Islamabad, November 1: Thousands of Islamists rallied in Islamabad Friday as several huge marches from across Pakistan converged on the capital to demand that Prime Minister Imran Khan's government step down. Security forces blocked main entry points with shipping containers but protesters streamed into the city, sitting out in squares and open spaces as they awaited instructions from their leaders ahead of Friday prayers.
The "Azadi (Freedom) March" is being led by Khan's long-time rival Maulana Fazlur Rehman, who heads the Jamiat Ulema-e-Islam (JUI-F), one of the country’s largest Islamist parties. It represents the first major challenge to Khan's administration as it struggles to quell simmering public anger over a faltering economy and double-digit inflation. Azadi March in Pakistan: Over a Lakh to Protest Against Imran Khan Government
"We are protesting to send these incapable rulers home... our people are unemployed and factories are shutting down," protester Abu Saeed Khan who travelled to the capital from the northwestern city of Peshawar told AFP. "We have to remove them from power," added Anas Khan, another demonstrator.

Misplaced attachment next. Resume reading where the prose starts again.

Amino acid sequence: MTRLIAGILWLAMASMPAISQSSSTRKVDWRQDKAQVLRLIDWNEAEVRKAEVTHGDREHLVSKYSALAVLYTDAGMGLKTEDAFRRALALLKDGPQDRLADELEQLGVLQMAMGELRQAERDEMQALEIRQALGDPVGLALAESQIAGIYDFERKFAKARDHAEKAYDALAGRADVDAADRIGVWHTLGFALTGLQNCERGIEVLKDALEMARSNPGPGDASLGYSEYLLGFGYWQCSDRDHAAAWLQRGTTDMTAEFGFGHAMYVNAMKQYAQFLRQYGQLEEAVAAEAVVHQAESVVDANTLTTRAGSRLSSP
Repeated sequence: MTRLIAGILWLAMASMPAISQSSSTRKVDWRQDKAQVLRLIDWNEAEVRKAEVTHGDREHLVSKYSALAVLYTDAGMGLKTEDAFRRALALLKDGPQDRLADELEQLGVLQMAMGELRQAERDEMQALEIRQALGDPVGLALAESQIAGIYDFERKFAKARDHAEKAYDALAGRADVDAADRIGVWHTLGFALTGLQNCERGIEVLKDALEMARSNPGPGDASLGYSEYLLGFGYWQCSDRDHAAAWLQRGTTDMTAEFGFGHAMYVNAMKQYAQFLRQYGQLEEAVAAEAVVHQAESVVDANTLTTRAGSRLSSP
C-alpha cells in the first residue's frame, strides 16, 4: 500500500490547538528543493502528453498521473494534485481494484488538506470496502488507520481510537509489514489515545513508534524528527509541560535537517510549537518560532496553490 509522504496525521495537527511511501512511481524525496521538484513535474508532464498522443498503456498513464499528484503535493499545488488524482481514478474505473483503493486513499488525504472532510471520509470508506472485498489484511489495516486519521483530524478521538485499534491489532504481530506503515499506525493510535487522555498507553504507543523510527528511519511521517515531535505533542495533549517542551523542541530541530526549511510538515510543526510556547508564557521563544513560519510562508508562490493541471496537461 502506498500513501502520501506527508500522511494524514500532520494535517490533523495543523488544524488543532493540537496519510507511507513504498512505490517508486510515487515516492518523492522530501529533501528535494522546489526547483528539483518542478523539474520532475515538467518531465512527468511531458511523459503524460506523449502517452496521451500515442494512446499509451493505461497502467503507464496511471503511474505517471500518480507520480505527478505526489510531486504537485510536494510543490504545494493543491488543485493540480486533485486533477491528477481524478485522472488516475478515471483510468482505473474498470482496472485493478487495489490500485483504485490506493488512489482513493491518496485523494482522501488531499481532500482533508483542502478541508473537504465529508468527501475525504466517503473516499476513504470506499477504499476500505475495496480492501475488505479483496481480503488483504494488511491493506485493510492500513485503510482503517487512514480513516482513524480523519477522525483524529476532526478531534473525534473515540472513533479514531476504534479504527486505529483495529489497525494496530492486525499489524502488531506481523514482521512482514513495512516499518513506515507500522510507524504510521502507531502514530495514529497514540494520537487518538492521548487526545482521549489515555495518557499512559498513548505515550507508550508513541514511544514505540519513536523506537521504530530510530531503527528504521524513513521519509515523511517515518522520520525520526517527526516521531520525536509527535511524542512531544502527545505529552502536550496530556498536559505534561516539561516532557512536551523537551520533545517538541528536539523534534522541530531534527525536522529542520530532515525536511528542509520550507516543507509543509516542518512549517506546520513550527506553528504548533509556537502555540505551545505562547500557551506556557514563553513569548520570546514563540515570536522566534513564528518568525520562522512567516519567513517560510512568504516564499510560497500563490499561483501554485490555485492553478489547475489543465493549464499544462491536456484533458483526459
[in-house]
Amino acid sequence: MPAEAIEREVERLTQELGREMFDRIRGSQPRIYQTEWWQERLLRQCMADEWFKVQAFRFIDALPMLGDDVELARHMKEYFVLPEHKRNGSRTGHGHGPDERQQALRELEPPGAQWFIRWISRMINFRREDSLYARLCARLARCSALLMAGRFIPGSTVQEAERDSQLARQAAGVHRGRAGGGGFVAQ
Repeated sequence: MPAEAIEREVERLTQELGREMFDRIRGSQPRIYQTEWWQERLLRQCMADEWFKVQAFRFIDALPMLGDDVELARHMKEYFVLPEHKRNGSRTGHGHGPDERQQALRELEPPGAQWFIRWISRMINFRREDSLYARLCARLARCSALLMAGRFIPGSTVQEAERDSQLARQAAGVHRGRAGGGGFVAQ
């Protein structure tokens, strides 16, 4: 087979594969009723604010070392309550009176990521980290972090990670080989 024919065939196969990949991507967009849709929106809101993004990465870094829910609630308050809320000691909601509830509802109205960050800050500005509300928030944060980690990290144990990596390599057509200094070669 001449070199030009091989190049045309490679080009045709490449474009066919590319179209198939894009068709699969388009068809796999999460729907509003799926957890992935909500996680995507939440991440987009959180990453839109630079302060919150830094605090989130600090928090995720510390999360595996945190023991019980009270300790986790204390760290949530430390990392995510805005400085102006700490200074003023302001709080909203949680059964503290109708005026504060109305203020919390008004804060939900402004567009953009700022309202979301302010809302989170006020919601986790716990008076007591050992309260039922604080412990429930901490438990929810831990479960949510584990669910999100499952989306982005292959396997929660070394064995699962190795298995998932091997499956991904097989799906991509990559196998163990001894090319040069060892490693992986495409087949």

Rehman is set to lead Friday prayers with the protesters followed by a series of speeches from opposition politicians. The group, however, has remained vague about what tactics they plan to use during the protest or how long they will stay in Islamabad.
The cleric insists that Khan needs to be removed from office and a new "free and fair" election held. Ahead of the march, social media users panned Rehman and his followers over their refusal to allow women to participate, while there were scattered reports female journalists were prevented from covering the demonstration.
While giving the intro a man came and started saying women arent allowed, women CANNOT be here. Leave! Slowly but in a minute’s time a crowd of men encircled us and started chanting the slogans, we had to leave," tweeted journalist Shiffa Z. Yousafzai.